When it comes to writing, I’ve always found it extremely hard to try to squish myself into one genre or another. I write emotional stories, I write stories that have suspense, mystery, angst and a lot of love and romance. Sizzling love, connections that zap the senses and leave you craving more. I write stories that I relate to, stories that I would want to read, with endings how I would want them – because I’m a writer and I have that power. Writing is a magical power, and yeah – I want my characters to always have happily ever afters. But sometimes, that doesn’t work with the storyline. It’s sad, and it depresses even me when I’m writing, but it doesn’t change the fact that some happily ever afters just do not go with some storylines.
Do I think that makes my stories any less romantic? No. Why should it? Is the romance diminished simply because the characters couldn’t make it work for whatever reason? No, not at all. The romance is still there, the connection and often times – the want to make it work is still apparent on those pages. But sometimes, a connection and a want to make it work aren’t the only things that will make it work, if you catch my drift. Plus, who knows what the future will bring? Second chance loves are the best kind, because you know the connection is still there and by the time you’re ready to give it a go again, you often know what went wrong the first time and you’re able to face that head on.
I love love stories of all kinds. Love stories with a happily ever after, love stories with a tragic ending where something fell just a little short. I love love. I love connections between people, and I love how love can change those characters.
When I was younger, I fell in love. I thought that falling in love and having all those romantic firsts, like Allie and Noah in The Notebook, made it a forever thing. I didn’t realize that eventually, people grow and change, and some of them grow and change away from one another. I didn’t realize that some love fades to a fraction of what it was. Does that make the magic of falling in love any less magical? You try to tell that to the seventeen-year-old girl I was, sitting on a boat in the dark of night, looking in to pale eyes illuminated by moonlight and feeling very much on the cusp of something wonderful. Love has a magic…even if it’s not the forever kind of love.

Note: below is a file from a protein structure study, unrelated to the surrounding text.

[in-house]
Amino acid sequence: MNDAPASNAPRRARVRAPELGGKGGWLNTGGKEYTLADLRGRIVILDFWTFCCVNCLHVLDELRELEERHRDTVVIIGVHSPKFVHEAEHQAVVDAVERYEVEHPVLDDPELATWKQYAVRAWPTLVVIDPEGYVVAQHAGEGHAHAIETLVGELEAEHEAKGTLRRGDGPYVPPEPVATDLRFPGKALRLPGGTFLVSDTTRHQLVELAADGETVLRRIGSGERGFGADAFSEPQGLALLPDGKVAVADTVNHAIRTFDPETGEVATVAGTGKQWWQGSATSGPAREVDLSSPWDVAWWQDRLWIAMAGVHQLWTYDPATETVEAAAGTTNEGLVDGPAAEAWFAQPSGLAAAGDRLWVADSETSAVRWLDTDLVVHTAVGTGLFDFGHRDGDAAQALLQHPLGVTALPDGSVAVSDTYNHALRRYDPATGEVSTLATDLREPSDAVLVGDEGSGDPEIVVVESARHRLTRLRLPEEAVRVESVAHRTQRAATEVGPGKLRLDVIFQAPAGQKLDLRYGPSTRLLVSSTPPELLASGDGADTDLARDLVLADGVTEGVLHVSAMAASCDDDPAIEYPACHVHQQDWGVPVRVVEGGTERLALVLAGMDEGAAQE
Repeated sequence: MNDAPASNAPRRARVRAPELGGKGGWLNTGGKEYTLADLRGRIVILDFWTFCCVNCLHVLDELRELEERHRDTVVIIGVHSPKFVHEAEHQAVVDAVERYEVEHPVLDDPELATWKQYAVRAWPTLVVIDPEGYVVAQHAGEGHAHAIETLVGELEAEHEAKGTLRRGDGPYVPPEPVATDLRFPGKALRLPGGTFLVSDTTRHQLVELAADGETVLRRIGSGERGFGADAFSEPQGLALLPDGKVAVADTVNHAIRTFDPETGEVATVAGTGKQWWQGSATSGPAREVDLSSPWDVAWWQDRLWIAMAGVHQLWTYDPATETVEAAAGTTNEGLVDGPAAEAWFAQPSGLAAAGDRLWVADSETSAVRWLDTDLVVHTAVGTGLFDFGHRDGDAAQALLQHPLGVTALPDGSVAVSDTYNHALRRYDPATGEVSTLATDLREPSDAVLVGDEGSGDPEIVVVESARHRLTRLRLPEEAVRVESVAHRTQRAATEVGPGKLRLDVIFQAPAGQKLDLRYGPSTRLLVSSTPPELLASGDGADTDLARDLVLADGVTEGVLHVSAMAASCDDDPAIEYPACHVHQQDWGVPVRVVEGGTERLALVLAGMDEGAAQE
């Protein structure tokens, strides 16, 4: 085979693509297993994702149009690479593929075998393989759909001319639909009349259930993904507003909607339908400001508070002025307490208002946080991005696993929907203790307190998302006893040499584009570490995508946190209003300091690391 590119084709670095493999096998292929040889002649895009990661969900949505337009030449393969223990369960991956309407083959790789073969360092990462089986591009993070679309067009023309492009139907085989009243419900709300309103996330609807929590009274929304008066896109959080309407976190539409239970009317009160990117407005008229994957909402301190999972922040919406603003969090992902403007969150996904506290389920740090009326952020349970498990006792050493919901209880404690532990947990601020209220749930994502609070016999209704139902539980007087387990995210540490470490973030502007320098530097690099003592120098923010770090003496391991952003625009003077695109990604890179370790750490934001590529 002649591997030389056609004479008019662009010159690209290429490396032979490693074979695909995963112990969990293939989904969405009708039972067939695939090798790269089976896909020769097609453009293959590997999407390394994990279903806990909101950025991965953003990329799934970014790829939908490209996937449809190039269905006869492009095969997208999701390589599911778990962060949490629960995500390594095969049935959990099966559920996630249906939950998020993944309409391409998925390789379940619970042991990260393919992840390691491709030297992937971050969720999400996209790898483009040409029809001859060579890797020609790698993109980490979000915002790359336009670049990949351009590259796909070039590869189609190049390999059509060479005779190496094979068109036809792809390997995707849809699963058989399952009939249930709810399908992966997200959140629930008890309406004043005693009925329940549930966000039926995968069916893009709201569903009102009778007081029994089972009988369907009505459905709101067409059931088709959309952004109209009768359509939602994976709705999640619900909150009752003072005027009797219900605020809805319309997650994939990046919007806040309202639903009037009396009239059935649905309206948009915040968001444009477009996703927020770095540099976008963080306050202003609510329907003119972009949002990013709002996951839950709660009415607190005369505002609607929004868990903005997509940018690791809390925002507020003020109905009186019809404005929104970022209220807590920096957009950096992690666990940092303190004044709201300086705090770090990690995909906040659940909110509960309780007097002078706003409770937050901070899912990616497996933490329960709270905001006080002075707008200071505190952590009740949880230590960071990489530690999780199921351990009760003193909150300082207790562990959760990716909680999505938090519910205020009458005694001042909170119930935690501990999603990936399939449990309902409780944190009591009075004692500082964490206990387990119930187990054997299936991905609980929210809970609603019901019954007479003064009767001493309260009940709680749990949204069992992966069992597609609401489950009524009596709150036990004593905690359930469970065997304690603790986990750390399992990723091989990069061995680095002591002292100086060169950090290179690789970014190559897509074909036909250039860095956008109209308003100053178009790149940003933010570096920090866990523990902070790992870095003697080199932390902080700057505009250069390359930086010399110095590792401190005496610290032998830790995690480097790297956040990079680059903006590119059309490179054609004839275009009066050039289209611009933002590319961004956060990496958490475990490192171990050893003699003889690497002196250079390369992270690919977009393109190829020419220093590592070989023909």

I believe all kinds of love deserve celebration – your first crush…that first boy you couldn’t get out of your head. Then the boy who pushed that first boy completely out of your head and made you feel what it felt like to love and be loved, then the heartbreak of that not lasting – because the bitter truth is that sometimes, it doesn’t last. The lessons you learned from those boys, and the hesitant way you gave your heart again…this time to the forever, to the one who got down on one knee – the one who makes everything else prior feel like child’s play.
But sometimes? That love fades too. You could mean with utmost certainty the words you utter when you whisper “I do” at the alter, but then several years goes by and for whatever reason…that love diminishes. Or maybe it’s not the love that diminishes at all, maybe it’s just the desire to try – the desire to walk hand in hand with someone. Maybe something in you shifts and makes you see clearly that what you have is not what you need, and so you quest onward to find out what it is you need.
But that love you walk away from, it still matters. It was still love – still romance. You felt it in the moment, you felt it in every nerve ending. For years, it fueled you and it inspired you. Something changed, but that doesn’t cheapen what it was. It also doesn’t mean that you will never find love again.
A lot of people don’t agree with my stance – romance should end with the couple being together, they say. And that doesn’t bode well with me. I promised myself that I would write authentically, that I wouldn’t cheapen my story and throw in a HEA when it wasn’t suited.
I know that a lot of people need the HEA because they feel denied of that simplicity in real life. I can relate to that. I wish that everything was happily tied up with a neat little bow when the credits roll. I wish that forevers truly were forevers, but I have a darkness in me and that darkness knows that in the end – there is no forever, but there is love and all love matters to me, all love is worthy of romance.
That doesn’t mean that every single book I write or will write will have a terribly sad ending of the couples not getting their happily ever after – far from it. In fact, all my stories end up having happy endings, it just takes a little longer to get there, and it’s not always what you expect, either.
This is why I don’t and can’t summarize myself as strictly a romance writer. I am many sub genres rolled into one and I personally think that’s beautiful. I love it when an author manages to surprise me. I love it when the ending to a story makes sense, even if it’s a little sad and tragic.
In the beautiful words of John Green; “Some infinities are bigger than other infinities.“